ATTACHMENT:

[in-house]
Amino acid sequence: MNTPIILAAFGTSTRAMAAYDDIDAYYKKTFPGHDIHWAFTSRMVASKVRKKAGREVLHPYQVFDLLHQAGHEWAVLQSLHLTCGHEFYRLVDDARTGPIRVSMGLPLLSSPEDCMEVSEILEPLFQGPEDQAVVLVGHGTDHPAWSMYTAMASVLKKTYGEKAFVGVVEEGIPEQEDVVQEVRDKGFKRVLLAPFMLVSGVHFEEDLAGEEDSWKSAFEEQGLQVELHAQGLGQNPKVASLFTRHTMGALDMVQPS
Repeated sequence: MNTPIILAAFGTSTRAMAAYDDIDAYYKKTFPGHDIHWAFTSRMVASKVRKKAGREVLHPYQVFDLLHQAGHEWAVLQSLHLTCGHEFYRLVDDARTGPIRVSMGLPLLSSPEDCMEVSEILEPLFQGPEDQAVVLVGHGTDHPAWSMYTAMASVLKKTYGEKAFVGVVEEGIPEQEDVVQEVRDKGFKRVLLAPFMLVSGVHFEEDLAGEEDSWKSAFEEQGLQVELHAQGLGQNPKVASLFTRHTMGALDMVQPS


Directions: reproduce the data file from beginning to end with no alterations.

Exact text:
[in-house]
Amino acid sequence: MNTPIILAAFGTSTRAMAAYDDIDAYYKKTFPGHDIHWAFTSRMVASKVRKKAGREVLHPYQVFDLLHQAGHEWAVLQSLHLTCGHEFYRLVDDARTGPIRVSMGLPLLSSPEDCMEVSEILEPLFQGPEDQAVVLVGHGTDHPAWSMYTAMASVLKKTYGEKAFVGVVEEGIPEQEDVVQEVRDKGFKRVLLAPFMLVSGVHFEEDLAGEEDSWKSAFEEQGLQVELHAQGLGQNPKVASLFTRHTMGALDMVQPS
Repeated sequence: MNTPIILAAFGTSTRAMAAYDDIDAYYKKTFPGHDIHWAFTSRMVASKVRKKAGREVLHPYQVFDLLHQAGHEWAVLQSLHLTCGHEFYRLVDDARTGPIRVSMGLPLLSSPEDCMEVSEILEPLFQGPEDQAVVLVGHGTDHPAWSMYTAMASVLKKTYGEKAFVGVVEEGIPEQEDVVQEVRDKGFKRVLLAPFMLVSGVHFEEDLAGEEDSWKSAFEEQGLQVELHAQGLGQNPKVASLFTRHTMGALDMVQPS